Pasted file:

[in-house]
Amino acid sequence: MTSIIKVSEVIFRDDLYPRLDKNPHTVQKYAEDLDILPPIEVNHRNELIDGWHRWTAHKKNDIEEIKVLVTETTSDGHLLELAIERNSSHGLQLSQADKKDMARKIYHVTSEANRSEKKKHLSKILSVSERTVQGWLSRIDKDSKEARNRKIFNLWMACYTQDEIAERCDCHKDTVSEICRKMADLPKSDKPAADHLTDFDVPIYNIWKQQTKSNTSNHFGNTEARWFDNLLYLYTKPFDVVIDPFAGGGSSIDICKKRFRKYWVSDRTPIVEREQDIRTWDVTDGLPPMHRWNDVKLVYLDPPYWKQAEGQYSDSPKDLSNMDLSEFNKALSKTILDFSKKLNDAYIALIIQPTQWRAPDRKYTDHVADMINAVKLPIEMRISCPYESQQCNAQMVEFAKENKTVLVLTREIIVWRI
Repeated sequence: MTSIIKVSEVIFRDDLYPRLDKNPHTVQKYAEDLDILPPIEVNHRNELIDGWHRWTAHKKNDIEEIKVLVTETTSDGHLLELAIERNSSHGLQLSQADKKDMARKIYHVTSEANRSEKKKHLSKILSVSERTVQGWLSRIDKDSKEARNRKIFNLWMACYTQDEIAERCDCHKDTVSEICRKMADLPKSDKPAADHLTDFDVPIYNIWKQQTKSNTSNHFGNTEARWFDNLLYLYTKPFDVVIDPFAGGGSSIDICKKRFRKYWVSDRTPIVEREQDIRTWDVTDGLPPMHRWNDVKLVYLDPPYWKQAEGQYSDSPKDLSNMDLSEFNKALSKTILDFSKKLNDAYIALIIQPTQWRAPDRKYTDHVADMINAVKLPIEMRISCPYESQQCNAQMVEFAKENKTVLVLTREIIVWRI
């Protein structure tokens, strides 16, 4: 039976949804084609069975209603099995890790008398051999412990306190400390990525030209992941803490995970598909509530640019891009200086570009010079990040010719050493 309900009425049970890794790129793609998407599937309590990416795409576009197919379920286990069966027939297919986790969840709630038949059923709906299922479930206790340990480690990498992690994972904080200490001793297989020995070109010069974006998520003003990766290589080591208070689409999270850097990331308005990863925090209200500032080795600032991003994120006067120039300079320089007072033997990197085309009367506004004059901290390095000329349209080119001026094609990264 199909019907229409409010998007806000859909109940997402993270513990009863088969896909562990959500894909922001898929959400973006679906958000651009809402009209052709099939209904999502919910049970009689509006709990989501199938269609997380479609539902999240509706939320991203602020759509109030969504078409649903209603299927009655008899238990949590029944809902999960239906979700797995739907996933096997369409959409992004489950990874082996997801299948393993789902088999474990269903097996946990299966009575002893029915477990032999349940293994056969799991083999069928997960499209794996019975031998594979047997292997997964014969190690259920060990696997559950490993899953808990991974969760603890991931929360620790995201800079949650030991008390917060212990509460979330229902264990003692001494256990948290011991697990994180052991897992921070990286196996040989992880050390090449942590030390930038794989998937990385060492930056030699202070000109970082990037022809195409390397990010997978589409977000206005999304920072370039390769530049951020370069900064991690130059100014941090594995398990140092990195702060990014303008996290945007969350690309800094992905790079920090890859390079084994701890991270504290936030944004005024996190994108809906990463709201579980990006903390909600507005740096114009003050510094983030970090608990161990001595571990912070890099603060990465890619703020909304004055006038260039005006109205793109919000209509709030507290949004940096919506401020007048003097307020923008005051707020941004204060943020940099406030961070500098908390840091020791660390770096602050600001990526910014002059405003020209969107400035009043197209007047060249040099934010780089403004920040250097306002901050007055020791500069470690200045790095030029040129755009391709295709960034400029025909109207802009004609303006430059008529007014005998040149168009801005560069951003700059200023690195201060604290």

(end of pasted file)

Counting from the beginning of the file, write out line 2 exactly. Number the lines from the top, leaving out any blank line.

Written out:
Amino acid sequence: MTSIIKVSEVIFRDDLYPRLDKNPHTVQKYAEDLDILPPIEVNHRNELIDGWHRWTAHKKNDIEEIKVLVTETTSDGHLLELAIERNSSHGLQLSQADKKDMARKIYHVTSEANRSEKKKHLSKILSVSERTVQGWLSRIDKDSKEARNRKIFNLWMACYTQDEIAERCDCHKDTVSEICRKMADLPKSDKPAADHLTDFDVPIYNIWKQQTKSNTSNHFGNTEARWFDNLLYLYTKPFDVVIDPFAGGGSSIDICKKRFRKYWVSDRTPIVEREQDIRTWDVTDGLPPMHRWNDVKLVYLDPPYWKQAEGQYSDSPKDLSNMDLSEFNKALSKTILDFSKKLNDAYIALIIQPTQWRAPDRKYTDHVADMINAVKLPIEMRISCPYESQQCNAQMVEFAKENKTVLVLTREIIVWRI